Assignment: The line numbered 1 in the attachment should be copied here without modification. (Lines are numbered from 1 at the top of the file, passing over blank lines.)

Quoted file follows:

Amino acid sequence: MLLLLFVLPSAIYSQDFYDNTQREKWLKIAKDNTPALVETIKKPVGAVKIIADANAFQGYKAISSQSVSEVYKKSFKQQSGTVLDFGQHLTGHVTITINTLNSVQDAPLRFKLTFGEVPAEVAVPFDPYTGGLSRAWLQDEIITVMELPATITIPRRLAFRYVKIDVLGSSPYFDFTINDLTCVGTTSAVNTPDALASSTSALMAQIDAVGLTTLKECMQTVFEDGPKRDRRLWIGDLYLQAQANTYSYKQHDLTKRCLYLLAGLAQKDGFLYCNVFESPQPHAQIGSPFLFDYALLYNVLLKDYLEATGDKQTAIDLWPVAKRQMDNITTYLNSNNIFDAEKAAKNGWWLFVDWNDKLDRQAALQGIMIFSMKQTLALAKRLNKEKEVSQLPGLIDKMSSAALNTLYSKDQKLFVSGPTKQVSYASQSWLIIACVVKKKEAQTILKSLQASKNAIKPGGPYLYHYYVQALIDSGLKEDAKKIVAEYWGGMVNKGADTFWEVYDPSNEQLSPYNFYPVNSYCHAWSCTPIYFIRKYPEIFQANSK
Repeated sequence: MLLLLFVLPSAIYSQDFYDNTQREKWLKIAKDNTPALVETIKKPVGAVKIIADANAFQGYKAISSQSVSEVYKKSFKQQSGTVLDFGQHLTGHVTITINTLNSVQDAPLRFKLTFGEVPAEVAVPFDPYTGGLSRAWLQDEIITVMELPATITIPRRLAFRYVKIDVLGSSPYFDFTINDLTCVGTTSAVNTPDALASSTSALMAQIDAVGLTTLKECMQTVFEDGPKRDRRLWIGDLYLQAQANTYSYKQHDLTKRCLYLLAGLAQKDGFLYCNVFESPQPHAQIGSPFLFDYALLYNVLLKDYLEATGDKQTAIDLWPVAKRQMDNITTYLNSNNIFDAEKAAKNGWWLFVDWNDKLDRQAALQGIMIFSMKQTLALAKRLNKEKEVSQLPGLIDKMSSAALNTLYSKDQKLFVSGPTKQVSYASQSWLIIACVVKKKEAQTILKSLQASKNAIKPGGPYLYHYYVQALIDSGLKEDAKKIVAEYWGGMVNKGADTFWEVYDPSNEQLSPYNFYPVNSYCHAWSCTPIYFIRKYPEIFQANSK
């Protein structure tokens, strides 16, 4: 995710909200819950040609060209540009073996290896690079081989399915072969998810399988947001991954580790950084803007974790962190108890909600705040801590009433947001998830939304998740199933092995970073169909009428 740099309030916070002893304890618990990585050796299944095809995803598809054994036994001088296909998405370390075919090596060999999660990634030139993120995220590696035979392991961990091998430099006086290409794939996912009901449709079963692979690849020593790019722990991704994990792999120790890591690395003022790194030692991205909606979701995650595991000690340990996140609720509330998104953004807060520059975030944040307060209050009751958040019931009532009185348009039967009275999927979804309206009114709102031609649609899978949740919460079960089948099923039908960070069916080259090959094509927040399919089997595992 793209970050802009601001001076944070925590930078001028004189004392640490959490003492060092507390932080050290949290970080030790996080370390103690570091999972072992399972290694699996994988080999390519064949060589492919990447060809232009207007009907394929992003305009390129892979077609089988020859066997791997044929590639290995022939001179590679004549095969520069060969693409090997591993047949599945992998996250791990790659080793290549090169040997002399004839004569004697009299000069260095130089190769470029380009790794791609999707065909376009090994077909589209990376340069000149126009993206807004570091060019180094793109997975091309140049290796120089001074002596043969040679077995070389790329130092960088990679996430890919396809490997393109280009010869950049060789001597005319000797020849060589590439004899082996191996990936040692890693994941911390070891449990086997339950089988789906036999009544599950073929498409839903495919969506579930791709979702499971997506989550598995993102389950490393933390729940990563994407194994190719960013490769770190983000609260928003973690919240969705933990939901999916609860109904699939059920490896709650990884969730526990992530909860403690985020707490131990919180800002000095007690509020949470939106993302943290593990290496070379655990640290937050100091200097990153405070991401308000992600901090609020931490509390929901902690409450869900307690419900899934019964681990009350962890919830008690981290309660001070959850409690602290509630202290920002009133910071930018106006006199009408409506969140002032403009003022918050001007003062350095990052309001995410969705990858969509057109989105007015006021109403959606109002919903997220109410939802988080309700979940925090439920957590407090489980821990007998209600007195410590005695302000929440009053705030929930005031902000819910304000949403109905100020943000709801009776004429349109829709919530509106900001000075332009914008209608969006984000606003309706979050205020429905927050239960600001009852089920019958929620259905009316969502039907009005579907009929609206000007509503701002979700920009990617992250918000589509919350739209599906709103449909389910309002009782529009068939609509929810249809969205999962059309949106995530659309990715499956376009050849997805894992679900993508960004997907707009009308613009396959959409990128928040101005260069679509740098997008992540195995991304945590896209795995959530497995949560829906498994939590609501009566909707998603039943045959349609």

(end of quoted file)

Amino acid sequence: MLLLLFVLPSAIYSQDFYDNTQREKWLKIAKDNTPALVETIKKPVGAVKIIADANAFQGYKAISSQSVSEVYKKSFKQQSGTVLDFGQHLTGHVTITINTLNSVQDAPLRFKLTFGEVPAEVAVPFDPYTGGLSRAWLQDEIITVMELPATITIPRRLAFRYVKIDVLGSSPYFDFTINDLTCVGTTSAVNTPDALASSTSALMAQIDAVGLTTLKECMQTVFEDGPKRDRRLWIGDLYLQAQANTYSYKQHDLTKRCLYLLAGLAQKDGFLYCNVFESPQPHAQIGSPFLFDYALLYNVLLKDYLEATGDKQTAIDLWPVAKRQMDNITTYLNSNNIFDAEKAAKNGWWLFVDWNDKLDRQAALQGIMIFSMKQTLALAKRLNKEKEVSQLPGLIDKMSSAALNTLYSKDQKLFVSGPTKQVSYASQSWLIIACVVKKKEAQTILKSLQASKNAIKPGGPYLYHYYVQALIDSGLKEDAKKIVAEYWGGMVNKGADTFWEVYDPSNEQLSPYNFYPVNSYCHAWSCTPIYFIRKYPEIFQANSK